Michael Graves, Irving Harper, Others Remember George Nelson

George Nelson—architect, industrial designer, writer, editor, gadfly, and master impresario. Now the talented team behind one of design’s great figures reveals the method to the madness—and how his greatest genius may have been his skill in bringing them together.

With a recent traveling exhibition and catalog by the Vitra Design Museum, George Nelson (1908–1986) and his talented team are finally getting their historic due. Trained as an architect at Yale, Nelson was not only an important industrial designer but an incisive writer, editor, and lecturer. He wrote about all aspects of design: architecture, interiors, products. Nelson even came up with the idea for the modern pedestrian mall, and in 1960, at the height of the Cold War, he created a segment for the CBS program Camera Three called “A Prob­lem of Design: How to Kill People,” a satire on war.

After World War II, the focus of contemporary design shifted to New York, and the Nelson office was at the center of it, producing a series of classics: the Coconut chair, the Marshmallow sofa, the Ball clock, the Bubble lamps, and the Action Office systems. The firm spearheaded the American National Exhi­bition in Moscow, where several hundred American-made products were shown on a vast, three-dimensional jungle-gym display; it became the backdrop for the famous “kitchen debate” between then Vice President Richard Nixon and Nikita Khrushchev.

The office was straight out of Mad Men, with men in crisp white shirts and ties, and the few women in black dresses—cigarette smoke everywhere, classical music in the background, and Nelson, ever the impresario, standing in the middle of the tumult with a camera dangling from his shoulders. The graphic designer Don Ervin, who worked at the firm for eight years, describes the atmosphere as open and free. “Everybody worked hard and late,” Ervin says. “We were all underpaid, but it was like going to a special camp.” Michael Graves, Peter Marino, and Ettore Sottsass all spent time in the office. Other designers—George Tscherny, Tomoko Miho, Lucia DeRespinis, Irving Harper, Ron Beckman, and John Svezia—are less well known but equally talented, and they worked on practically everything: exhibitions, interiors, graphics, architecture, and industrial design. We asked them to share their recollections of their time with Nelson and the process that created some of design’s most iconic pieces.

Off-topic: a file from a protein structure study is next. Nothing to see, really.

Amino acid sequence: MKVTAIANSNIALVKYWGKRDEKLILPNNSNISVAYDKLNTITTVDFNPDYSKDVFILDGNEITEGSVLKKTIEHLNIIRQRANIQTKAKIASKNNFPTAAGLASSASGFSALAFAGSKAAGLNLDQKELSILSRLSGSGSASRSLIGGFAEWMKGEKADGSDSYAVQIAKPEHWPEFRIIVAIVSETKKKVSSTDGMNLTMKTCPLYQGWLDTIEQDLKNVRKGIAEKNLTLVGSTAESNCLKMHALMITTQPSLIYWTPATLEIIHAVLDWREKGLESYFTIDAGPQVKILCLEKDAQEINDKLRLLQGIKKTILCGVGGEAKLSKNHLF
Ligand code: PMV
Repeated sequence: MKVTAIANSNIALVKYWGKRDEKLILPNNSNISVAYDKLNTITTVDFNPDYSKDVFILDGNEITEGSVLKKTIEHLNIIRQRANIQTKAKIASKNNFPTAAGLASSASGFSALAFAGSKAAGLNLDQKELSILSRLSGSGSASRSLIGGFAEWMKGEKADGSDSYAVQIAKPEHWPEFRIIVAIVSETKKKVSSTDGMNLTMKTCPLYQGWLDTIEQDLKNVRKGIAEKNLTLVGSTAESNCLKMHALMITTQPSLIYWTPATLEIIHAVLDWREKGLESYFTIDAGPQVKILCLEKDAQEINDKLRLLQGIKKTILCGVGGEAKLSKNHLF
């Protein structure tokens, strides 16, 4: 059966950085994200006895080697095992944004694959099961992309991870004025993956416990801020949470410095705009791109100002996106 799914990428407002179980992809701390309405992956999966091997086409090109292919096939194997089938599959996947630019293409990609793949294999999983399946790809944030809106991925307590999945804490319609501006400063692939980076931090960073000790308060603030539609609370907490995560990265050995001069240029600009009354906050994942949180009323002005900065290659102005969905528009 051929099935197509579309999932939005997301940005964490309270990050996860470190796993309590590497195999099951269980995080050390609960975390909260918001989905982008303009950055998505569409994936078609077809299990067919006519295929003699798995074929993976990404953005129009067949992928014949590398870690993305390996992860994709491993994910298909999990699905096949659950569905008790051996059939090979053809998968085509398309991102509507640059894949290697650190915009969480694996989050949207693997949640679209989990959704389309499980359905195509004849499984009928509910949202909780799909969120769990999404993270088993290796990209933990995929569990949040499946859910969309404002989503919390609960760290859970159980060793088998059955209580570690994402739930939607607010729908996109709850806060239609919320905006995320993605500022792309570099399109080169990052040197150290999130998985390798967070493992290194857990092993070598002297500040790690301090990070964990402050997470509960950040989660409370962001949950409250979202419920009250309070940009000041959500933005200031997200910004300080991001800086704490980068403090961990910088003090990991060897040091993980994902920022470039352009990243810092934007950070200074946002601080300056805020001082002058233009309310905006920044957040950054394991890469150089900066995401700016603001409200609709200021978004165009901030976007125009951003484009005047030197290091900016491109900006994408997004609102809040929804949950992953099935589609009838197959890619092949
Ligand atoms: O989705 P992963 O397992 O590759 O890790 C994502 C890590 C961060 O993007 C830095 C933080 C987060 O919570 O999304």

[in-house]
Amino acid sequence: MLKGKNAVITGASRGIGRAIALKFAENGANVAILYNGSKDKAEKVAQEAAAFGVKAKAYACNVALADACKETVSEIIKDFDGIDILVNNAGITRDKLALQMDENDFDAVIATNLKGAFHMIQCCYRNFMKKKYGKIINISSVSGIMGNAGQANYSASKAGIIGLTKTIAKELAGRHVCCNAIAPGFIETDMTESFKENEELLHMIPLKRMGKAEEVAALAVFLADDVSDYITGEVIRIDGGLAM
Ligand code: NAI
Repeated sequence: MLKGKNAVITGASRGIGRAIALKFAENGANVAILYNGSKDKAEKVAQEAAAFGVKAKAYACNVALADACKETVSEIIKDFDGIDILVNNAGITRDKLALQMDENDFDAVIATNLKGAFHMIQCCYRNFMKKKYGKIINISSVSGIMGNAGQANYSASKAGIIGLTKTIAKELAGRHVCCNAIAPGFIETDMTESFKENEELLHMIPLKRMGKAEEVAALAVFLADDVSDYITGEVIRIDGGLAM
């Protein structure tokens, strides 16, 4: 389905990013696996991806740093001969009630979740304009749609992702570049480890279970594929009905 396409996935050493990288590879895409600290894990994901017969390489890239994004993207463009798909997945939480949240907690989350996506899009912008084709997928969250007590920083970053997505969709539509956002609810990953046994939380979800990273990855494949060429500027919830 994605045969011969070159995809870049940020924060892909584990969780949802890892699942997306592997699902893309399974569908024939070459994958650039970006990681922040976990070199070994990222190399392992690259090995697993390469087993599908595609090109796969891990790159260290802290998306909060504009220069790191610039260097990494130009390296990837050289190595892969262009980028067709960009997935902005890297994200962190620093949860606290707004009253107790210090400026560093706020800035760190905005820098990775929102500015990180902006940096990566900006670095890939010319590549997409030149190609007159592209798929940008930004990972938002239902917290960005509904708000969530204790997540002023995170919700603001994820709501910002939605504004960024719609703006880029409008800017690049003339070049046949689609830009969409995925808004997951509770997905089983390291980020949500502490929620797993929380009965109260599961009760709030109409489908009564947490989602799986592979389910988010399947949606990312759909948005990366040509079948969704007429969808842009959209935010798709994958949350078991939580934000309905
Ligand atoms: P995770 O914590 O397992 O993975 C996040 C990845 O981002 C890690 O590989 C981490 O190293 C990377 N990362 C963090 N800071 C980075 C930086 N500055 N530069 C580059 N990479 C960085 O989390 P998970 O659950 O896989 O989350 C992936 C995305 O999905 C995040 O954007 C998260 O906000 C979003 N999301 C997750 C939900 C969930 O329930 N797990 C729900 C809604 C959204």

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During the 1950s, I was working with the United States Information Agency, in Washington, where I was Jack Masey’s assistant. He had started this whole division with five separate projects going. One of the designers he had a contract with was George. I met him while working on the Sao Paolo exhibition. In the early ’60s, I became part of the Nelson office. Not that I enjoyed it much.

I remember talking to Mrs. Dreyfuss, who had a hard time, and she said, “It’s not a pleasant thing to be the boss’s wife.” I was hesitating; then I talked to Henry Dreyfuss, who said, “Do it.”

The Chrysler Pavilion for the 1964 New York World’s Fair was one of George’s most important proj­ects. They came to him late in the process and didn’t have much money. GM and Ford were already practically building theirs, so there was very little time to design and put it together. Nobody in the office had the faintest idea of what to do. George, in the meantime, had been writing. I’d rather go spend weekends at the beach, and we had a house a friend loaned us, and he sat outside pounding his typewriter—tap, tap, tap—and he had it all figured out.

The problem with George is that he never kept his sketches. He would pin them up, and they would get tossed. I have one of them for that project. So the pavilion had things where you’d walk under this giant car, and there were things like bucket seats and a giant donut-shaped engine. Chrysler was worried about its cars, so George put them in a lake! People would go there and just laugh and laugh. Vogue said it was the best thing at the fair.